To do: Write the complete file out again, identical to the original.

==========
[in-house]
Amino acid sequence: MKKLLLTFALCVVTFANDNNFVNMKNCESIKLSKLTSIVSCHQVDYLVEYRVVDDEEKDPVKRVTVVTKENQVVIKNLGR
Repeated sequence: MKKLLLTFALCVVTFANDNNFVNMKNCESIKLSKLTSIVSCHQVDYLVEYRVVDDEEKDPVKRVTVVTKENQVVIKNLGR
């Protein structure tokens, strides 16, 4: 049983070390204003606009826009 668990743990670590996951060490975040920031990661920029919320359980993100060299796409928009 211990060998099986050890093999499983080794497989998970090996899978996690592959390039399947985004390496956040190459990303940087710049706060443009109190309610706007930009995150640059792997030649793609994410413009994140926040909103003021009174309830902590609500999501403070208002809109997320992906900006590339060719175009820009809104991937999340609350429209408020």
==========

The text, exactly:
[in-house]
Amino acid sequence: MKKLLLTFALCVVTFANDNNFVNMKNCESIKLSKLTSIVSCHQVDYLVEYRVVDDEEKDPVKRVTVVTKENQVVIKNLGR
Repeated sequence: MKKLLLTFALCVVTFANDNNFVNMKNCESIKLSKLTSIVSCHQVDYLVEYRVVDDEEKDPVKRVTVVTKENQVVIKNLGR
């Protein structure tokens, strides 16, 4: 049983070390204003606009826009 668990743990670590996951060490975040920031990661920029919320359980993100060299796409928009 211990060998099986050890093999499983080794497989998970090996899978996690592959390039399947985004390496956040190459990303940087710049706060443009109190309610706007930009995150640059792997030649793609994410413009994140926040909103003021009174309830902590609500999501403070208002809109997320992906900006590339060719175009820009809104991937999340609350429209408020």